Go green, America: Time to share all unused medications

Dr Melissa Walton-Shirley


June 10, 2010

A favorite patient of mine passed away recently. He had inoperable coronary artery disease and was on multiple medications, many of which were expensive. They included statins, beta blockers, clopidogrel, fish oil, and long-acting niacin, worth well over $300. This reliable, compliant family would like to do something to help others, like donating this medication to individuals who cannot afford it. Instead, their charitable gesture is in a stranglehold because we are over regulated on this issue. These medications are headed to the local trash dump where they will sit for decades in unrecycled plastic bottles, or worse, flushed down the toilet, increasing groundwater contamination. Throwing these medications away makes about as much sense as setting fire to a five-inch stack of crisp five-dollar bills. In reality, we do it many times every minute in America.

Unused medications become available from an abundance of resources.  Doctors switch medications frequently. Patients are sometimes "cured" of their disease process, some become allergic or intolerant to medications, and other patients die. These drugs could be both a gold mine and a lifeline for so many. Interestingly, I could bequeath to you my nearly complete set of Steven King novels at an estimated value of $200, but I'd be scrutinized if I bequeathed $3000 worth of unused breast-cancer medication to anyone who needed it.

Wasting medication is not just a moral or ethical issue. Distributing unused medication has had a significant impact for some states that already allow for individual donations to repositories. Oregon gave away over one-million-dollars worth of drugs in just one year. Iowa collected $290 000 worth of meds in 2007 and helped over 700 patients. I read that in Baton Rouge, one charitable pharmacy filled over 38 000 prescriptions valued at over two million dollars in one year. However, the real value of unused medication is not measured in the purchase cost.  Up to 60% of uninsured individuals skip or stop their medications due to expense, and emergency rooms are forced to deal with the aftermath of noncompliance. In one study, one-third of uninsured ER patients admitted to skipping or quitting their meds compared with only 15% of the insured patients who visited the ER. With ER costs skyrocketing combined with overcrowding, the ramifications are staggering. The cost of just one preventable admission for stroke or congestive heart failure exacerbation can range in the tens of thousands of dollars. Think how many of these admissions could be avoided if only medication regimens could continue uninterrupted.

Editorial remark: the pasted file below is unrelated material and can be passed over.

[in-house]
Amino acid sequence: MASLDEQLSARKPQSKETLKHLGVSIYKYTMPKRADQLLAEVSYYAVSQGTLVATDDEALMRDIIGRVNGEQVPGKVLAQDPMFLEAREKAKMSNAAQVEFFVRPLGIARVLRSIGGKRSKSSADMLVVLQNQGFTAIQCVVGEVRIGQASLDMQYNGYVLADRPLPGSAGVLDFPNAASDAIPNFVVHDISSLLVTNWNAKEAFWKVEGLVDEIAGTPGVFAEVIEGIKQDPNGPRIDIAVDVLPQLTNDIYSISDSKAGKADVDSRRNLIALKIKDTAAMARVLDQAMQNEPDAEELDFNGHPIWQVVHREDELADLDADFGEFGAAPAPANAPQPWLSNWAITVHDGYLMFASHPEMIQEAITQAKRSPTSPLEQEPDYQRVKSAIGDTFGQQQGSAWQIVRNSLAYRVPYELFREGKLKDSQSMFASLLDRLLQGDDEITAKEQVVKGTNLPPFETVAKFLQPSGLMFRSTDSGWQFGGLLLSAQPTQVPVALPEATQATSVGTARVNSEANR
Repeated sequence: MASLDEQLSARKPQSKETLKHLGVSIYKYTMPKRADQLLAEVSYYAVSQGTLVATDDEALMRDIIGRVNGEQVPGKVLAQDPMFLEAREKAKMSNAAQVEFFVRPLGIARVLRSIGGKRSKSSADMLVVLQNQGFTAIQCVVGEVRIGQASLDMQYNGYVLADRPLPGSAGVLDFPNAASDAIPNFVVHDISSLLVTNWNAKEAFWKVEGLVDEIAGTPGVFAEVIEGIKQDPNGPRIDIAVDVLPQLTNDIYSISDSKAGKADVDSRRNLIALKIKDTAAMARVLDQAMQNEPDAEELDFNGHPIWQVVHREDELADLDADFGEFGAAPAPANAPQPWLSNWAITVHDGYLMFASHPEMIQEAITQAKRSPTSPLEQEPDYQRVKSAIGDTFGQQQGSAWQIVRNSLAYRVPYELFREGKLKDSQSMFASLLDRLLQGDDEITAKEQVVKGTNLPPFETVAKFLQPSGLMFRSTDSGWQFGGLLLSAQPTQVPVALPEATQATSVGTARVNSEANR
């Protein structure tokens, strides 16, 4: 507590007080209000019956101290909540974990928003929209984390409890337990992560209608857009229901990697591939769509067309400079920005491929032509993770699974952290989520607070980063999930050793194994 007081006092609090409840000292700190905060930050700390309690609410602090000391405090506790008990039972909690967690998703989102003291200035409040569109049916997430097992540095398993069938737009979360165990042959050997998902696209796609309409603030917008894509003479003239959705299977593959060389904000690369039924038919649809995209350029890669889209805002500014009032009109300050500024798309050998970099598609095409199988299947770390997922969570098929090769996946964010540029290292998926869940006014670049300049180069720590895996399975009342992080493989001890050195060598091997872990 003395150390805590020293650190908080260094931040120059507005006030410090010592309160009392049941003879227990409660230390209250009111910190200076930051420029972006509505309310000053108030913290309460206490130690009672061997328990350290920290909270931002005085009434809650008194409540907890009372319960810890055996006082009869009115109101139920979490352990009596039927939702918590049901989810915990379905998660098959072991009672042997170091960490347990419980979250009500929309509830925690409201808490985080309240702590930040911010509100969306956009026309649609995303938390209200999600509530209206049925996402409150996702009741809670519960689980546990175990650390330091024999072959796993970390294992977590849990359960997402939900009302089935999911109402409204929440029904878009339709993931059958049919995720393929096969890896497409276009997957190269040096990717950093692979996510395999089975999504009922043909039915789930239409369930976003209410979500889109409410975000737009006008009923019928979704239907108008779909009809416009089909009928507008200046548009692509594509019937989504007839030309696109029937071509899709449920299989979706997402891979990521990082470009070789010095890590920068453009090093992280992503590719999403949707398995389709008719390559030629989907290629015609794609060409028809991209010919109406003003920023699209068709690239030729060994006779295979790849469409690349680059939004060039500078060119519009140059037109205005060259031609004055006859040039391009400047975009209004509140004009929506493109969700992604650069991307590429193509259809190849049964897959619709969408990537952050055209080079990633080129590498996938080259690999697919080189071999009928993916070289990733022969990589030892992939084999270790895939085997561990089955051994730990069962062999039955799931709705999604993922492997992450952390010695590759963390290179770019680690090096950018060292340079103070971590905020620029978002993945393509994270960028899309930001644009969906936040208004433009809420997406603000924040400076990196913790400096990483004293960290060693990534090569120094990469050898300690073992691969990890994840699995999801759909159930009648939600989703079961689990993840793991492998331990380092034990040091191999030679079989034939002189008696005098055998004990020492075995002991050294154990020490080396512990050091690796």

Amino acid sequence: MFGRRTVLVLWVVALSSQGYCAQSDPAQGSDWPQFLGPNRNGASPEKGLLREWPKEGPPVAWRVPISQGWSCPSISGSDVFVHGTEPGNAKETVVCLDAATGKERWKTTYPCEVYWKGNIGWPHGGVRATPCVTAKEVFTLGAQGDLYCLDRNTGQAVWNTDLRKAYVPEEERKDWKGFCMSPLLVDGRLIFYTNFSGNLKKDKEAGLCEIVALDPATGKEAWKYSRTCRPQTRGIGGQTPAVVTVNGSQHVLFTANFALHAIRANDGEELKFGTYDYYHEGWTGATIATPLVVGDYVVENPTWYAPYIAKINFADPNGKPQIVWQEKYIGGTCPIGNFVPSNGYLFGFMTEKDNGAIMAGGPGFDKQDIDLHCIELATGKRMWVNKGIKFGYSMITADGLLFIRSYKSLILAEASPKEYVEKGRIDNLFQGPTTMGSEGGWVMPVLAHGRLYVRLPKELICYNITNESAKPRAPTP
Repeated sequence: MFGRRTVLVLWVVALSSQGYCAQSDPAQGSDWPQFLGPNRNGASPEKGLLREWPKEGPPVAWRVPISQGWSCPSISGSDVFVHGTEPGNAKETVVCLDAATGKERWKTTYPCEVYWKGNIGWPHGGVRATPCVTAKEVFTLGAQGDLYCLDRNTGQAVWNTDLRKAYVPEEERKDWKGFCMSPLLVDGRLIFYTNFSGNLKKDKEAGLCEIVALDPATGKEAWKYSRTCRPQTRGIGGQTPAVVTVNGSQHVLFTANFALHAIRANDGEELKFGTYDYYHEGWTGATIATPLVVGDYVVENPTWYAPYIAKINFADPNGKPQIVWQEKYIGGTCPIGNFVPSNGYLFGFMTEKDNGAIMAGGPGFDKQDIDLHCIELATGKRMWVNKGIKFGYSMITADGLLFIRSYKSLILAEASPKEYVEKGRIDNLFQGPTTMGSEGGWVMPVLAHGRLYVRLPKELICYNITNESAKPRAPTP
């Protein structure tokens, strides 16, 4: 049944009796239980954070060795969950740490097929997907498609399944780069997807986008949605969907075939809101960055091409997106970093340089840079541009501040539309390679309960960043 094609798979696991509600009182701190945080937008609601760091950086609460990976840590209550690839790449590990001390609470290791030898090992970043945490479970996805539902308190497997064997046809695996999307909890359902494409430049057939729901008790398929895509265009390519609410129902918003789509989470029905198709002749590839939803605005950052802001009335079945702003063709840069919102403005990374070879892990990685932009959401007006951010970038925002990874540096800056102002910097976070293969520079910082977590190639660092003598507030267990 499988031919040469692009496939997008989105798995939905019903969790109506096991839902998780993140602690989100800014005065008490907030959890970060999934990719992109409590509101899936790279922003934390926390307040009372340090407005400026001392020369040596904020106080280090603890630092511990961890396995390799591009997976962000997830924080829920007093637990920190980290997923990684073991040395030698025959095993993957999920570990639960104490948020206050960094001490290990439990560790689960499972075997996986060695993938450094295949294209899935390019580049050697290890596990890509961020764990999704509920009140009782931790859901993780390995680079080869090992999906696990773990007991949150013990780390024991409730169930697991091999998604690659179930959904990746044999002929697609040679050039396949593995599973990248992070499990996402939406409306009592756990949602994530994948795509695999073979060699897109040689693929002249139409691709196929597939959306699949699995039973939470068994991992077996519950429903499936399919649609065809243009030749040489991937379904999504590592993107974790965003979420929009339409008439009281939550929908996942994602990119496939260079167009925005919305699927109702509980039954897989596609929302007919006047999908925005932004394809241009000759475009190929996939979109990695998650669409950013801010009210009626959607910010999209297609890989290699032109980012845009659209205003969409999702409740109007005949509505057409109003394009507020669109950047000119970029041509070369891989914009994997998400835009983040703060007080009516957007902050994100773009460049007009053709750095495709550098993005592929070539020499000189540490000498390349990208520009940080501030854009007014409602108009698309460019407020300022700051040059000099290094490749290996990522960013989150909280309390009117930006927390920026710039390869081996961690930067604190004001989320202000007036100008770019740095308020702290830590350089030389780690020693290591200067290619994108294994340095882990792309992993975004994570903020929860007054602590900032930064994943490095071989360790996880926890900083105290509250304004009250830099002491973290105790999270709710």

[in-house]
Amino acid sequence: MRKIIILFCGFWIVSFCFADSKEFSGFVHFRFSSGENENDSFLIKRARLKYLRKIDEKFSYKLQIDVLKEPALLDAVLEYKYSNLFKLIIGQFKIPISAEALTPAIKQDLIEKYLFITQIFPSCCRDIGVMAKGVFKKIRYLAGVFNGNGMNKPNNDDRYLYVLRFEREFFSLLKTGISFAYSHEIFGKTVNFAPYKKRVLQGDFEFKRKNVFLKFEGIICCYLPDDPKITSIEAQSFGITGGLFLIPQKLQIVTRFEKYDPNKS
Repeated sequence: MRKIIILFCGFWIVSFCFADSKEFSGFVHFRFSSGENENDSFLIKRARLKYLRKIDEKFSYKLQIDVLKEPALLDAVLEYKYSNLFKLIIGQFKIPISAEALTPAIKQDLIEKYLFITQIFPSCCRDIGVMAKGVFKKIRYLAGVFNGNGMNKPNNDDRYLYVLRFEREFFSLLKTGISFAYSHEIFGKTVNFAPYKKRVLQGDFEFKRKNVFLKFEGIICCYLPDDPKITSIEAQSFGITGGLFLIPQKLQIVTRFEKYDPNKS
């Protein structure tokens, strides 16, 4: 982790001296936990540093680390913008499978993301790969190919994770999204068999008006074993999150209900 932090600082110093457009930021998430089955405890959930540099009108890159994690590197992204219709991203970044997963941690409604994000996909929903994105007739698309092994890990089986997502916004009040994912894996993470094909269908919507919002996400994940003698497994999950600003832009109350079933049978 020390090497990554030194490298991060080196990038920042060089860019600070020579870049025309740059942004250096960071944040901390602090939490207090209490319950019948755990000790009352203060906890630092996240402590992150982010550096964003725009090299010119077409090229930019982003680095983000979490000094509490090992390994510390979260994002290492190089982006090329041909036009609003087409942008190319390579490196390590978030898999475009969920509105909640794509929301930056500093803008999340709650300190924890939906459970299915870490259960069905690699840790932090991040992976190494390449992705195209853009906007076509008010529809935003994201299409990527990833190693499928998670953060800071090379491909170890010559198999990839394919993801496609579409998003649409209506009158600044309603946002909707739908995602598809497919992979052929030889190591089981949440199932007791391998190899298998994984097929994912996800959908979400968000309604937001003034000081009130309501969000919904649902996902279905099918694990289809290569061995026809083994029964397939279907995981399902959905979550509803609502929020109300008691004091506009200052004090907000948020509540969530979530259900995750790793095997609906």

Although 37 states have already addressed the issue of sharing unused medications, much like primary angioplasty, the practice is not widely implemented. Some states have a limited agreement between hospitals, pharmacies, and nursing homes. Others have done a fantastic job with regulation that not only allows for individuals to donate their unused meds to charities but they've also provided legal protection against litigation for a poor outcome in a Good Samaritan–like protective provision. Just last week, a patient told me they felt better on a new beta blocker I prescribed for them. The unused beta blocker bottle sits idly on a shelf, a monument to waste and inefficiency and a daily reminder of my cowardice due to a reluctance to pass it on to others.

For now, I can ask you for your heart and other organs after you pass away and perhaps even explant your pacemaker to ship outside the US, but heaven forbid that I take your Zebeta or Plavix and give it to someone living on a fixed income. Surely to goodness in this day and age of advanced methods of medication identification such as internet access to information on pill colors, shapes, and coding, we could figure out something that is so potentially simple and overwhelmingly helpful. If my daughters, age 17 and 22, with no formal training, can hand out medications in Peru this week to lines of needy sick individuals, we can surely figure out a way to do this in America.

Since "going green" is the new battle cry for generation Xers, we'd better realize that the real "green" in the healthcare industry is rooted in compliance and affordability. If only we could muster the same enthusiasm for rescuing a bottle of rosuvastatin as we have for an empty milk carton, we'd really make a difference for all of humanity.


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